How do you define and develop your character’s voice?
Readers are able to connect to your character through voice. Voice identifies a character’s personality, strengths and weaknesses. It allows the reader to observe how characters engage and interact with the setting and surroundings they are in.
In order to develop your character’s voice, you first need to create his/ her identity. Some writers find it helpful to draft a Character ARC
The physical, emotional and mental makeup of the character, along with cultural background and past experiences, will define your character’s narrative, thoughts and actions as penned in your story.
A character’s voice is expressed both externally(dialogue) and internally(thoughts). When it comes to ‘voice’, one may think mainly of external expressions or narrative, but internal expressions such as thoughts, fears, regrets or hopes, are just as important when developing character voice. Such internal expressions usually, at some point, give voice to external narrative in the form of dialogue or actions.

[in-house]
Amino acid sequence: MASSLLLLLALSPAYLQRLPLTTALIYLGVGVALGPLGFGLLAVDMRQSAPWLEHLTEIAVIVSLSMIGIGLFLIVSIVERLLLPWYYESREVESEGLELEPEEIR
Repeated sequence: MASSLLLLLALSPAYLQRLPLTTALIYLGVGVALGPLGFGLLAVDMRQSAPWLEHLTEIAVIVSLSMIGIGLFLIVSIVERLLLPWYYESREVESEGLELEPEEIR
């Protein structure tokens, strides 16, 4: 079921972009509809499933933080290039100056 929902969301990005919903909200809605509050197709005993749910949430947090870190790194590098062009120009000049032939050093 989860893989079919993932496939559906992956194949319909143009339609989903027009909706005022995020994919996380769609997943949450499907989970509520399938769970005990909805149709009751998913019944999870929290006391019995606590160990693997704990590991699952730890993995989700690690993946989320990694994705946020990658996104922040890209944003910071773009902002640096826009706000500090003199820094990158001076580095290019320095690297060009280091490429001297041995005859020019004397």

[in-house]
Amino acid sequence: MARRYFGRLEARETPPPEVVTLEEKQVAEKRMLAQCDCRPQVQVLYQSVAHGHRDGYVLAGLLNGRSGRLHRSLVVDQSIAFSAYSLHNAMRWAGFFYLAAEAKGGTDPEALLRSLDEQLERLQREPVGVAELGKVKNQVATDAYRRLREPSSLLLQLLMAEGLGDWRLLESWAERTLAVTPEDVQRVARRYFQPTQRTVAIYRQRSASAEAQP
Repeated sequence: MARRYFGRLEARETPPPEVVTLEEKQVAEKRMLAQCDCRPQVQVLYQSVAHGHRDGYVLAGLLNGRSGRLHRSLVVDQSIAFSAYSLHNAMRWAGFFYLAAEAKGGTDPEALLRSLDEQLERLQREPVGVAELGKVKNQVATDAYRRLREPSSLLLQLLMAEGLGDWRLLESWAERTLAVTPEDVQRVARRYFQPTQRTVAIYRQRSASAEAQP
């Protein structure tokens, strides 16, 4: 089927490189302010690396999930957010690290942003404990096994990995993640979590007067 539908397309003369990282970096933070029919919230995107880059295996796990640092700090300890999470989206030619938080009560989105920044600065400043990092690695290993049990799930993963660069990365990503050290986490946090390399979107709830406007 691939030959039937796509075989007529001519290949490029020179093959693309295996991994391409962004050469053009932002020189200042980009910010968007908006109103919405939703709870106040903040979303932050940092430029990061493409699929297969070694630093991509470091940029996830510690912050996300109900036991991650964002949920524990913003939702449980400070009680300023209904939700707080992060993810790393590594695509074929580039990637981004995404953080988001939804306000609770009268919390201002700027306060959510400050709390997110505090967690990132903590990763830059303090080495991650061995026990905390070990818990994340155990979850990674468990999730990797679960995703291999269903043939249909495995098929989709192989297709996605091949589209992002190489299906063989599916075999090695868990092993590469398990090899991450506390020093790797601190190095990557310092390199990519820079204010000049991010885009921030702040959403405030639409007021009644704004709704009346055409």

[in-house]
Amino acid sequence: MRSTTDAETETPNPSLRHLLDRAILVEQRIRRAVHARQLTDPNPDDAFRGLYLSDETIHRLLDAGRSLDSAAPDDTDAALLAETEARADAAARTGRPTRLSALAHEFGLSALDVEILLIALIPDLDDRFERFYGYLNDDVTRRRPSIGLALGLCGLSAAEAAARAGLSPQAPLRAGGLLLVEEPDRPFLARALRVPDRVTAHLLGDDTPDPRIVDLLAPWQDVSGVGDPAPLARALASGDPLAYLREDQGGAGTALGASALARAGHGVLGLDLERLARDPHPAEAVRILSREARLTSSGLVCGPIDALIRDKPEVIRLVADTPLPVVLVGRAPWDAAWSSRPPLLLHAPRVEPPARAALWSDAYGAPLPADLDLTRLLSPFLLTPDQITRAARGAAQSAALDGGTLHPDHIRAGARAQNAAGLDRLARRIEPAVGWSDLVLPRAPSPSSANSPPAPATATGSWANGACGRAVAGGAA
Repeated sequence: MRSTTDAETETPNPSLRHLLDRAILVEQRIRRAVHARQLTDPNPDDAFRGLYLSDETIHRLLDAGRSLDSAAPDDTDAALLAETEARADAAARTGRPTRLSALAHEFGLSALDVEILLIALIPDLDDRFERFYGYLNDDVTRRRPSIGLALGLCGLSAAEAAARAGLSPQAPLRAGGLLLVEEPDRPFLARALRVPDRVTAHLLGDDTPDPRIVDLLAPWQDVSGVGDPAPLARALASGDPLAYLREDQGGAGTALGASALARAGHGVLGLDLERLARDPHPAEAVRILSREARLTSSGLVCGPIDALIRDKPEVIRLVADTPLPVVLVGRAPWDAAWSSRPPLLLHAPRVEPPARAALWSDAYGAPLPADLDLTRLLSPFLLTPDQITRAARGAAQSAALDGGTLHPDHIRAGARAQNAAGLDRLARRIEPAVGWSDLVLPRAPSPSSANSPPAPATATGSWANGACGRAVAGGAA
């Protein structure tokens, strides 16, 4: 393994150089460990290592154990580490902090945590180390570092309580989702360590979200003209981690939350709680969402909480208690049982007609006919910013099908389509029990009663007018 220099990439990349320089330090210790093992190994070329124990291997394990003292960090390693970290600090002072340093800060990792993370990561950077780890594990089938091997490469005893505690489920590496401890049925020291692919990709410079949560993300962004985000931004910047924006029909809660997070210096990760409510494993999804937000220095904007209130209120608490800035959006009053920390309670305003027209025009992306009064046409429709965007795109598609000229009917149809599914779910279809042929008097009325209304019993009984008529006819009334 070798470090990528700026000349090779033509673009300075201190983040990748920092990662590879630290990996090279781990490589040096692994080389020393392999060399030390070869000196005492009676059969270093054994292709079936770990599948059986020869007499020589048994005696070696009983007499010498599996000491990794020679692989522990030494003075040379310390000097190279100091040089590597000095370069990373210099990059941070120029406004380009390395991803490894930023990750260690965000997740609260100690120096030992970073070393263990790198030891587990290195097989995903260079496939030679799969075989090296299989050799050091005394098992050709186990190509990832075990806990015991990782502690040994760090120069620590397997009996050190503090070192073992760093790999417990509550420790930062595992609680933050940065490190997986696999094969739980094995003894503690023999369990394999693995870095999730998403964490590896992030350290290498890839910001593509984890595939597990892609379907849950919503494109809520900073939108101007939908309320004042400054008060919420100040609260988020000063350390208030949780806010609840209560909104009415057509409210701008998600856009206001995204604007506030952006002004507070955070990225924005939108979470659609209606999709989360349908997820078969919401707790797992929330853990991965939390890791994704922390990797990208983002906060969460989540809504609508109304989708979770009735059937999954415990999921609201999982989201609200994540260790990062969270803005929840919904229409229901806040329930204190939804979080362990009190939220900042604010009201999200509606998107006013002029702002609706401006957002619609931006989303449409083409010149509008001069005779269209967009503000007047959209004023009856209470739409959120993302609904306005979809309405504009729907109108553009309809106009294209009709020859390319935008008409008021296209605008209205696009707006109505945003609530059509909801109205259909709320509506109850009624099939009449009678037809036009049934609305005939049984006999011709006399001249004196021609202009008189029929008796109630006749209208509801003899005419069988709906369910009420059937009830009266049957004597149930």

As your story progresses, you can shape and mold your character’s voice by introducing conflict, life experiences, new relationships etc. This of course will impact your character’s growth or decline at the end of your story, giving your character a voice that is not entirely different, but adapted.
– personality traits define voice
– voice can be both external and internal
– voice is shaped by cultural background, past experiences, new relationships
– internal voice is important as it can influence external narrative
– allow your character to grow and adapt through changing circumstances and experiences on your WIP